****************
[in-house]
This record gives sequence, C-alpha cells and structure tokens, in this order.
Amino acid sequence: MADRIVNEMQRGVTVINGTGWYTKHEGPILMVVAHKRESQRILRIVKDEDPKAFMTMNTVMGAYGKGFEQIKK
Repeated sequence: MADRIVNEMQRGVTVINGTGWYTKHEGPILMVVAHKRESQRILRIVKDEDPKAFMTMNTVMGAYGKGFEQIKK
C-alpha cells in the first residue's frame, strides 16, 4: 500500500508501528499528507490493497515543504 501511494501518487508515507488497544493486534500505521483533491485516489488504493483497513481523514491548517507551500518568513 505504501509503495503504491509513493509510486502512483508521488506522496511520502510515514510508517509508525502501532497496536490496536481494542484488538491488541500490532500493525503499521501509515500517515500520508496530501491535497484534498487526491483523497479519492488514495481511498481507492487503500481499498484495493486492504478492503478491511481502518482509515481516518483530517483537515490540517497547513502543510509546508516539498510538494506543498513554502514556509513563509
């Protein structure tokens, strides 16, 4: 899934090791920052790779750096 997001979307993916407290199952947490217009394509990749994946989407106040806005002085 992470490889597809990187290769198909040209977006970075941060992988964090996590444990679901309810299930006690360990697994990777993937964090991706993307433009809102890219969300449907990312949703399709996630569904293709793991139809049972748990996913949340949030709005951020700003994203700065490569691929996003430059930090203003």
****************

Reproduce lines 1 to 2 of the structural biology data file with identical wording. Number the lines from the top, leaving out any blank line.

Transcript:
[in-house]
This record gives sequence, C-alpha cells and structure tokens, in this order.